In this 1952 lecture, Hubbard criticizes the scientific method that he says has been in use for a long time, because it “results in super specialization.” Hubbard gives an example of “super specialization,” and names his authority: Dr. Pottenger, Monrovia, California.
Why, you go down a hall in a medical building and you check in and you say, “There’s something in my eye.”
And the doctor looks at you and he says, “No,” he says, “I’m an optic specialist and you’ll have to go next door. An optic surgeon is next door, and what I handle is the cornea.
And you go next door and you find out he handles the pupil. Well, this spot of dirt is in the white. And you have to shop around for quite a while, and you find somebody with this – that handles the white part of the eye, you see, and he takes the spot of dirt out ONLY if he is a surgeon for the white spot of the eye. By the way, I’m going along with old Doc Pottenger. I know the old man – he’s a great old man. And he says, “If there was just some way we could break down this G. D. blankety-blank-blank specialization,” he says, “maybe we could cure something.”
Well, this method of thinking, then, going back here counterclockwise, is scientific thinking “Let’s go and gather a whole bunch of data. Let’s gather a lot of data and let’s look at a lot of phenomena. And after we’ve gotten everything we can find on the subject, then let’s go find a theory for it. And let’s just take any old theory that happens to come along and see if it explains some of this data. If it does, we’re all set.”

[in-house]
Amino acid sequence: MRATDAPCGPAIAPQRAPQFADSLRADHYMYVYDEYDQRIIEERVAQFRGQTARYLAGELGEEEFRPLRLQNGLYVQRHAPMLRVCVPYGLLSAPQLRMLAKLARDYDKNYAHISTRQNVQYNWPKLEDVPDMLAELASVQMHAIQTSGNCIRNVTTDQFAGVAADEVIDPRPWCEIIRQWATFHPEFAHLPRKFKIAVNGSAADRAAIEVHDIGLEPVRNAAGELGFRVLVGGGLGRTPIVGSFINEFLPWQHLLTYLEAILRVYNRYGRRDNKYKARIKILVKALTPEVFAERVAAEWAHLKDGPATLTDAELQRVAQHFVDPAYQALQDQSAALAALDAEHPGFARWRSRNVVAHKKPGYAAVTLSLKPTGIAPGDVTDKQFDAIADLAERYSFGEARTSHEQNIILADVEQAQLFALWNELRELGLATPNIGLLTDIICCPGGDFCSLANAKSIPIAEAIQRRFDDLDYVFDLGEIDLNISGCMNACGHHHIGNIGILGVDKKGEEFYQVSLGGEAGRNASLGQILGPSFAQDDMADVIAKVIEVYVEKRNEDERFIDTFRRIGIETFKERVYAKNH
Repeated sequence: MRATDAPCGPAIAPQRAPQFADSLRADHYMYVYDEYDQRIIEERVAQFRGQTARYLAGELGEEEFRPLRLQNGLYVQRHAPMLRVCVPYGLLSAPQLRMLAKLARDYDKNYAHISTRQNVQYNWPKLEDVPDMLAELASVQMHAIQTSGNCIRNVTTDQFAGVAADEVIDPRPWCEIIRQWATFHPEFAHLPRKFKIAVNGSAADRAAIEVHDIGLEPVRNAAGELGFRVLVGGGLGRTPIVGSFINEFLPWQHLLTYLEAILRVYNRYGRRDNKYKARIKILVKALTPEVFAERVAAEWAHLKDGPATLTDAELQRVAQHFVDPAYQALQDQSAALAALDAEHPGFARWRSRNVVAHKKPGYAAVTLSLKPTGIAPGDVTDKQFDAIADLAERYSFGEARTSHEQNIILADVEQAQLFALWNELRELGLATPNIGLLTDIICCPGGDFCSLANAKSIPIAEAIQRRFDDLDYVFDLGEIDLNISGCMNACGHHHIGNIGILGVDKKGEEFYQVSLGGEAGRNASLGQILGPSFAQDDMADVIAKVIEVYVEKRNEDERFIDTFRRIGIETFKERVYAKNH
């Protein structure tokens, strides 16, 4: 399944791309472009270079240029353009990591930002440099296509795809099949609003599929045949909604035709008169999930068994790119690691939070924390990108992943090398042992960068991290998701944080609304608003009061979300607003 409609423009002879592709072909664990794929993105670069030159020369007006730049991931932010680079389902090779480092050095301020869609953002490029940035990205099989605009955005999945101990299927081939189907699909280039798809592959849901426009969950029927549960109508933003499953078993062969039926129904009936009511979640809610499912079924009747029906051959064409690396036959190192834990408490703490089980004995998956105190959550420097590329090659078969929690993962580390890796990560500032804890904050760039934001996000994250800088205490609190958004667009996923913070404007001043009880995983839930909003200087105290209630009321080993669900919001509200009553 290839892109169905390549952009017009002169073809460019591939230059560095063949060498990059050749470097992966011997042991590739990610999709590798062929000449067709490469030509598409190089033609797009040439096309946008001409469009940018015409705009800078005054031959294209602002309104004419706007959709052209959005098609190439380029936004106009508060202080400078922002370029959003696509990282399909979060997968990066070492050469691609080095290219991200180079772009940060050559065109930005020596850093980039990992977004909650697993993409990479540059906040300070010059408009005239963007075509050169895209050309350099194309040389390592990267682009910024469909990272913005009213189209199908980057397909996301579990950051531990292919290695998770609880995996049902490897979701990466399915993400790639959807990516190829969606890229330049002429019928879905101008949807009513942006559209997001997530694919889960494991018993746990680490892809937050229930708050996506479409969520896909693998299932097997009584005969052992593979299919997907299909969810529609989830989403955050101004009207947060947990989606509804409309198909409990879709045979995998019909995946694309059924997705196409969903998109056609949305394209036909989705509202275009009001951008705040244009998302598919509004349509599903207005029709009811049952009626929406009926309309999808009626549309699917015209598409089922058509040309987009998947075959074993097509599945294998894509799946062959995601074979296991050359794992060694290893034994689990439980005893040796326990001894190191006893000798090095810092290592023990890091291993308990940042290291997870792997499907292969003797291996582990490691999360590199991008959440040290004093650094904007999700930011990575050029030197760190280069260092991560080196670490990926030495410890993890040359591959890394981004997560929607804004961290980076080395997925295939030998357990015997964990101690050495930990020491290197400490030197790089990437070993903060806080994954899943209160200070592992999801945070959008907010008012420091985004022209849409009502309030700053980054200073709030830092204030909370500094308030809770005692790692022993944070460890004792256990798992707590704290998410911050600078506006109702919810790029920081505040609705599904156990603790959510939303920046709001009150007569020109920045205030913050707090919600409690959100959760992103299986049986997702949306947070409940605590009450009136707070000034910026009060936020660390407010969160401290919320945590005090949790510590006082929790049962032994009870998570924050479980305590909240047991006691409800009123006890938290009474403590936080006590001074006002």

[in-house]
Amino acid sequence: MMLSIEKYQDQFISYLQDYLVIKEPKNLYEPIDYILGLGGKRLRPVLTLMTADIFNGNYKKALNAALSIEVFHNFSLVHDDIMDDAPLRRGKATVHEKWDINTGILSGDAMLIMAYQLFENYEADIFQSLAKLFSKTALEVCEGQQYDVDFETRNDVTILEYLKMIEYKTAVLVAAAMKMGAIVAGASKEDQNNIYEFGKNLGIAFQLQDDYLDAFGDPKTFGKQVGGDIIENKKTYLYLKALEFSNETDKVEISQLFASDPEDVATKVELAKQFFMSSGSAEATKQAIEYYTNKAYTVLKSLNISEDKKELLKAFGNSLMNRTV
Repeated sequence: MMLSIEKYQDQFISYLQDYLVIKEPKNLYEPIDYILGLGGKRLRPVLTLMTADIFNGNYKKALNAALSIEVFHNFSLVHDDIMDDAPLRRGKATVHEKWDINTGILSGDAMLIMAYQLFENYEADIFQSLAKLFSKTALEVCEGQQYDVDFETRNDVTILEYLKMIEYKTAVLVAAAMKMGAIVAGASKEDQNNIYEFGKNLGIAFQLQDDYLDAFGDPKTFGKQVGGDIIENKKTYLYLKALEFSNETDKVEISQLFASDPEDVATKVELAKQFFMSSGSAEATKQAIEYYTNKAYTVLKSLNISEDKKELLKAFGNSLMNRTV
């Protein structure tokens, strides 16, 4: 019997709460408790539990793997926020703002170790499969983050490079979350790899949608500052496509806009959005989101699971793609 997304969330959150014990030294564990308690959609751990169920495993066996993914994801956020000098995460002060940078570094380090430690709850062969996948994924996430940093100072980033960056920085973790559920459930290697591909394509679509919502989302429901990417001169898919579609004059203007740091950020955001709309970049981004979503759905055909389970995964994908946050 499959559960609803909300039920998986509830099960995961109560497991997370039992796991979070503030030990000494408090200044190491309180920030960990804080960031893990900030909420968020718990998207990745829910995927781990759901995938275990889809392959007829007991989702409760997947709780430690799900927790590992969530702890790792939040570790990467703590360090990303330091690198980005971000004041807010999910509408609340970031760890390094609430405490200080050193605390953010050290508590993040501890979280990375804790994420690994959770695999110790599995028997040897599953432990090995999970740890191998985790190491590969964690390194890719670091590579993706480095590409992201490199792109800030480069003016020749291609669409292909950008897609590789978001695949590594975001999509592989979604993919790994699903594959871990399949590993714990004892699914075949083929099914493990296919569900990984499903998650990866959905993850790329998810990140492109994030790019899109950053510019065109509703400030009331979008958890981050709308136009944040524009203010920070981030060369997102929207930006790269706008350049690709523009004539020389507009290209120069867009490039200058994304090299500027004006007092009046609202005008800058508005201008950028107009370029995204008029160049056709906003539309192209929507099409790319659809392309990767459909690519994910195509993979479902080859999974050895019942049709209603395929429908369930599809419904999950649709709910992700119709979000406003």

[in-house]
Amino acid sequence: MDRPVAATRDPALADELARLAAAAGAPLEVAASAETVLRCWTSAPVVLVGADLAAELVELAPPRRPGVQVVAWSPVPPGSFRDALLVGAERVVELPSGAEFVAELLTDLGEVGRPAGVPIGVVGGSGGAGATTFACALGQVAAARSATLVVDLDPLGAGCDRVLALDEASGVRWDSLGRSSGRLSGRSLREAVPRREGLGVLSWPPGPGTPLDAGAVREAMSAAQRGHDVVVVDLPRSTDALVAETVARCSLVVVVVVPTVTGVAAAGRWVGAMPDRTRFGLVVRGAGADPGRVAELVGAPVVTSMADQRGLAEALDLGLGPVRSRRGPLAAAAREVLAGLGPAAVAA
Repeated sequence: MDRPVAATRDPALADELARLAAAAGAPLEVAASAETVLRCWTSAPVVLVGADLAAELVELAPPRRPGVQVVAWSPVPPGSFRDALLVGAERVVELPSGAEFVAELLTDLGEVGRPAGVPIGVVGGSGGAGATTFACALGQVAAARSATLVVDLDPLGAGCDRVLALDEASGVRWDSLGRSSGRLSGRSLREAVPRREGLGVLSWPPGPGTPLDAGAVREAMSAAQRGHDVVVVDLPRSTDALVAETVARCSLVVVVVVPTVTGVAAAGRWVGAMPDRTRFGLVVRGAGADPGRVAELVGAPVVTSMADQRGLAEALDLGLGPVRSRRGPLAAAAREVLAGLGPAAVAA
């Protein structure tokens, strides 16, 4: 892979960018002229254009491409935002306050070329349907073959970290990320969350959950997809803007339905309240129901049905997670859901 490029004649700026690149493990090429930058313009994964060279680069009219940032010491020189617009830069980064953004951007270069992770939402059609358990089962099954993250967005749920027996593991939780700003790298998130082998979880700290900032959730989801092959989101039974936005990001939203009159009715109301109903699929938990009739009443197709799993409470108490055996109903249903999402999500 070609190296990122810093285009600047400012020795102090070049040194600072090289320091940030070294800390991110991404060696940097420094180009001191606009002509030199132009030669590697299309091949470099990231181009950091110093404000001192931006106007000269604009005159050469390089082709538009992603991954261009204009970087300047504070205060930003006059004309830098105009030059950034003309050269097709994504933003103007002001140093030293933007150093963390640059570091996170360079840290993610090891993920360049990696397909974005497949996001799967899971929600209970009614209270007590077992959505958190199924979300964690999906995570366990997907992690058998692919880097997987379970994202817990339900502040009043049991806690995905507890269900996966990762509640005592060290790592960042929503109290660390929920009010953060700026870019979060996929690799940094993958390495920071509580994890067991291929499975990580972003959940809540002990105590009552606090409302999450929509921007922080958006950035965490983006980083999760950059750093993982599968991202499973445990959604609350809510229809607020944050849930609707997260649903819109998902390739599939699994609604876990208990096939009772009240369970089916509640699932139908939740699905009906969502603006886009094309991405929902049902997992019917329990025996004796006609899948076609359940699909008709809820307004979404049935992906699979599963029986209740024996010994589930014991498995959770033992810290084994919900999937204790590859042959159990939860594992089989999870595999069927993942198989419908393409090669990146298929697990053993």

As a consequence, science won’t advance around here counterclockwise, but just keeps sort of wandering off, and it gets off here and there and gets all confused about it. And it has been doing so, so that you get cytology arguing with biology, arguing with evolutionists. And these theories are all different. These theories were not arrived at inductively, and these theories do not predict new phenomena.
Scientology is an effort to go around the clock clockwise – to take data and then look for material, look for the phenomena predicted by that data and see if it exists in the physical universe. Well, it’s an interesting – an interesting field, Scientology, because all it’s trying to do is pick up all the loose ends of people who were trying to travel backwards in this circle. It’s trying to get a unification of science, combine it with a unification of anything – the humanities, religion or even mathematics, aesthetics. It’s trying to bring these things all into the same field so that they can all be used.
Now, that all by itself is a worthwhile goal. It wouldn’t have to have anything to do with processing or application, curing up anything in people, to be quite worthwhile as a goal. As a matter of fact, it does that. It does that.
It’ll predict – by the way, you can take Scientology and you can predict what should be the whole field of biology and where it should mesh with cytology and where that should mesh with evolution. And you will come out with a package of data and phenomena which, if you presented them to the cytologist, to the biologist and to the evolutionist, you would find a point of agreement. They would agree on the data which you had there.1
- Hubbard, L. R. (1952, 10 March). Organization of Data. Summary Course Lectures, (5203C10). Lecture conducted from Wichita, Kansas. ↩